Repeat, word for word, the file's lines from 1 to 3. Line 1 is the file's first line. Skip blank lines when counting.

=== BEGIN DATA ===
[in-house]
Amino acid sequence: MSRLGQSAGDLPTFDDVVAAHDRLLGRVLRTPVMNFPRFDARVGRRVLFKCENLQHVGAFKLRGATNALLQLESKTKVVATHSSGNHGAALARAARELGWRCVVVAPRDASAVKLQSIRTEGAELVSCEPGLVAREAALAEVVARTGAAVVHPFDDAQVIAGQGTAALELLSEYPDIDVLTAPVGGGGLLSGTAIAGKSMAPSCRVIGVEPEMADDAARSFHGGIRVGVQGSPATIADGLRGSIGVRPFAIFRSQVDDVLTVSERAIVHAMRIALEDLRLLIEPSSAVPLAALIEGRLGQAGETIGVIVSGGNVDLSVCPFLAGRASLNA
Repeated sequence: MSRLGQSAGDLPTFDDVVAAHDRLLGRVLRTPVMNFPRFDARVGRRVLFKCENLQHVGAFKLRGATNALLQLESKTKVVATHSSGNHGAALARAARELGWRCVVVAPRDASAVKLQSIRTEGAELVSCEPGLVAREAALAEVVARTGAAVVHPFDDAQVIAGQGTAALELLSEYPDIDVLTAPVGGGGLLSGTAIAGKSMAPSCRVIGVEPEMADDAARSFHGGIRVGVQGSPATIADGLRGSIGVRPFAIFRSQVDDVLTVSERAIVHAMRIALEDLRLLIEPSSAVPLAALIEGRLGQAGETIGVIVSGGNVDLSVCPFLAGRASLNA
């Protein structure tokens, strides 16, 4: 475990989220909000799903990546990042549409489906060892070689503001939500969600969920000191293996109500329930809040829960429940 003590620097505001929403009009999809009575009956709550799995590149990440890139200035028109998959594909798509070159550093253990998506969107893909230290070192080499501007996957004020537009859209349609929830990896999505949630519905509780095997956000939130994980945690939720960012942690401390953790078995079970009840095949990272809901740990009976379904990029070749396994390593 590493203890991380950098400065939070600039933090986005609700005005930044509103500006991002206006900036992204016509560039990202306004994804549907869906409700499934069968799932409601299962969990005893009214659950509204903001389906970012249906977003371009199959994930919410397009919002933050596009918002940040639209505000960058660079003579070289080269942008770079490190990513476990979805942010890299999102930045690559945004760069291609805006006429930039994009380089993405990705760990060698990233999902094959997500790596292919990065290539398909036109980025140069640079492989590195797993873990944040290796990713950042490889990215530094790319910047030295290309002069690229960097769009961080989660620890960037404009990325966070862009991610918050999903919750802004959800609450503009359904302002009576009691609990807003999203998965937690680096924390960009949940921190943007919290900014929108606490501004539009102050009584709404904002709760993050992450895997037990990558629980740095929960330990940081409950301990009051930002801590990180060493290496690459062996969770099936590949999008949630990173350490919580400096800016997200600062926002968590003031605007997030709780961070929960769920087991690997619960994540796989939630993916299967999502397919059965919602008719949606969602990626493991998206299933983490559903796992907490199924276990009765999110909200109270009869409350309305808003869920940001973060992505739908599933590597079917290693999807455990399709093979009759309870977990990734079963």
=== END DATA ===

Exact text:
[in-house]
Amino acid sequence: MSRLGQSAGDLPTFDDVVAAHDRLLGRVLRTPVMNFPRFDARVGRRVLFKCENLQHVGAFKLRGATNALLQLESKTKVVATHSSGNHGAALARAARELGWRCVVVAPRDASAVKLQSIRTEGAELVSCEPGLVAREAALAEVVARTGAAVVHPFDDAQVIAGQGTAALELLSEYPDIDVLTAPVGGGGLLSGTAIAGKSMAPSCRVIGVEPEMADDAARSFHGGIRVGVQGSPATIADGLRGSIGVRPFAIFRSQVDDVLTVSERAIVHAMRIALEDLRLLIEPSSAVPLAALIEGRLGQAGETIGVIVSGGNVDLSVCPFLAGRASLNA
Repeated sequence: MSRLGQSAGDLPTFDDVVAAHDRLLGRVLRTPVMNFPRFDARVGRRVLFKCENLQHVGAFKLRGATNALLQLESKTKVVATHSSGNHGAALARAARELGWRCVVVAPRDASAVKLQSIRTEGAELVSCEPGLVAREAALAEVVARTGAAVVHPFDDAQVIAGQGTAALELLSEYPDIDVLTAPVGGGGLLSGTAIAGKSMAPSCRVIGVEPEMADDAARSFHGGIRVGVQGSPATIADGLRGSIGVRPFAIFRSQVDDVLTVSERAIVHAMRIALEDLRLLIEPSSAVPLAALIEGRLGQAGETIGVIVSGGNVDLSVCPFLAGRASLNA